• flaco
    28
    3. For some yet unknown reason, Dawkins misrepresented the thesis in his book, turning a work on altruism into a book on the selfishness of genes.Olivier5

    We seem to be talking past each other. Dawkins' exact point is that the unrelenting statistical imperative for genes to produce organisms that are likely to propagate more copies of the genes does not necessarily lead to selfish behavior in the organisms that carry those genes. Note the difference between genes and organisms that carry the genes. There is no contradiction.

    ↪Kenosha Kid why the title, do you think? Why this conclusion? ("We are born selfish") You've read the book, right? It didn't strike you as odd?Olivier5

    Yes. It is at odds with the thesis of the book. In his forward to the second edition he expresses his regret for making that particular statement.
  • Wayfarer
    10.4k
    The Selfish Gene itself takes the view that humans are altruistic, not circumstantially but genetically.Kenosha Kid

    yet 'the altruistic gene' doesn't have the same ring to it, does it?

    Dawkins and his ilk are generally tone-deaf to the existential plight of h. sapiens. Indeed, they show no awareness of what an existential plight might consist of. They ridicule religion as 'failed empirical hypothesis' but it was never intended as that to begin with. And for those who never thought that the Bible was literally true in the first place, the fact that it's *not* literally true doesn't have the devastating philosophical implications that Dawkins hopes for. Again, his is a kind of mirror image of the very fundamentalism that he criticizes.

    Dawkins's message is basically that we are social animals on an evolutionary trajectory to ever more rational and therefore higher moral standards, but that the process has been derailed somewhere along the line by the appearance of religion. It had looked until recently as though we were shaking off religion and entering an Age of Reason. But now, with the rise of religious fundamentalism, there is a relapse which accounts for the world's present troubles. Nevertheless, thanks to the enlightenment Science brings, we can root out religion and get back on track.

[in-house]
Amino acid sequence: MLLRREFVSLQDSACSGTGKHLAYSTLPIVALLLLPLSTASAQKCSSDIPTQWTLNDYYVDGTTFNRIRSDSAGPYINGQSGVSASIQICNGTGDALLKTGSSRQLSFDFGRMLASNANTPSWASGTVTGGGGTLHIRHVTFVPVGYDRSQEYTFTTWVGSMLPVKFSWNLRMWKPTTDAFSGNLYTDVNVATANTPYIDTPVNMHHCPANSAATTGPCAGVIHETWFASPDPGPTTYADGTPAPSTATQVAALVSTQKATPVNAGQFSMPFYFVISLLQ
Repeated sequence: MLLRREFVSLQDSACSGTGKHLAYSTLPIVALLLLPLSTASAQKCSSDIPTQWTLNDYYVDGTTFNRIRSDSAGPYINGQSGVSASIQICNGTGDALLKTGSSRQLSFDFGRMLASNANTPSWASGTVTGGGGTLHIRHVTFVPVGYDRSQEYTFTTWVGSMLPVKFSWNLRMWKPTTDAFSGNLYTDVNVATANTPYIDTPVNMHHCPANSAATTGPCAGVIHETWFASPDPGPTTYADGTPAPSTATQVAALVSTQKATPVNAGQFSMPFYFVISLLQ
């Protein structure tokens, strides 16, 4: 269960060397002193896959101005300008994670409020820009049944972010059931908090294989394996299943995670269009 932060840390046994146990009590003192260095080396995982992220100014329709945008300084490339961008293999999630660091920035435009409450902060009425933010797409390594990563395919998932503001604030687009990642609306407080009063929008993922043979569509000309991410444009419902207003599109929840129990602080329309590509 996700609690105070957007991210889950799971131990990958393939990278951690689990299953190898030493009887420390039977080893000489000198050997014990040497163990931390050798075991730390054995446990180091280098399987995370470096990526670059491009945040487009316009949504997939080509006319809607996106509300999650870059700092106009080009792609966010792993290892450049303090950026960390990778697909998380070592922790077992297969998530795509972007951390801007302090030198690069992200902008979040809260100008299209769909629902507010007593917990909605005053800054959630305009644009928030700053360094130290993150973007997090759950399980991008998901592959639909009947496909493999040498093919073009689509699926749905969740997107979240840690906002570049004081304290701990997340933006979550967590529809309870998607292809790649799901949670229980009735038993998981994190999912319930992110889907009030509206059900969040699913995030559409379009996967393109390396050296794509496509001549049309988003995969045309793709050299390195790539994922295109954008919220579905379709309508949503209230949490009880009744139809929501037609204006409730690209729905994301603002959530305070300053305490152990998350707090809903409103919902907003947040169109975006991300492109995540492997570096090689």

The Virus of Faith
  • Olivier5
    1.2k
    Yes. It is at odds with the thesis of the book. In his forward to the second edition he expresses his regret for making that particular statement.flaco

    Fair enough. It's still an odd mistake to make.

    The only other motive I can think of is religious. It's a bit far-fetched. The idea is that Darwin has always been used by atheists against religionists (as is fair I believe) not least by Dawkins. Now, Dawkins might have wanted to publish a book about Price and Hamilton's research on the theoretical heritability of altruist behaviors. The work was a conceptual breakthrough in sociobiology and deserved sharing. But no doubt that the publication of a book entitled "The Altruist Gene" would have given arguments to the ID folks, Dawkins' arch-enemies... They would have chanted "God gave use the genes of altruism, hallelujah" till kingdom come. Hence the thesis had to be presented in a cold, materialist manner, not in a manner that gives any hope to them "magic thinkers".
  • Banno
    9.9k
    Oh , Tully, you missed the point. Can't you see the plasmoids clearly emblazoned in the guts of your cat etching?
  • Kenosha Kid
    1.4k
    yet 'the altruistic gene' doesn't have the same ring to it, does it?Wayfarer

    Well that wouldn't make sense, because the "selfish gene" is not a "gene for selfishness".

    Dawkins and his ilk are generally tone-deaf to the existential plight of h. sapiens. Indeed, they show no awareness of what an existential plight might consist of.Wayfarer

    But that would be perfectly reasonable. Evolutionary biologists are not in the business of existential plights, nor should they be. What you do with the you you've been given is part of that gift. You can thank evolution for being able to breathe in your sleep; your life choices are on you.

    They ridicule religion as 'failed empirical hypothesis' but it was never intended as that to begin with. And for those who never thought that the Bible was literally true in the first place, the fact that it's *not* literally true doesn't have the devastating philosophical implications that Dawkins hopes for.Wayfarer

    Actually, I've read The God Delusion and his target is not non-literalist Christians. The poorly named 'militant atheism' movement is not a reaction against people finding meaning by going to church. It's a reaction against people trying to ban scientific education in schools and replace it with creationism claiming to be science. I'm sure you'll agree that is not a good thing.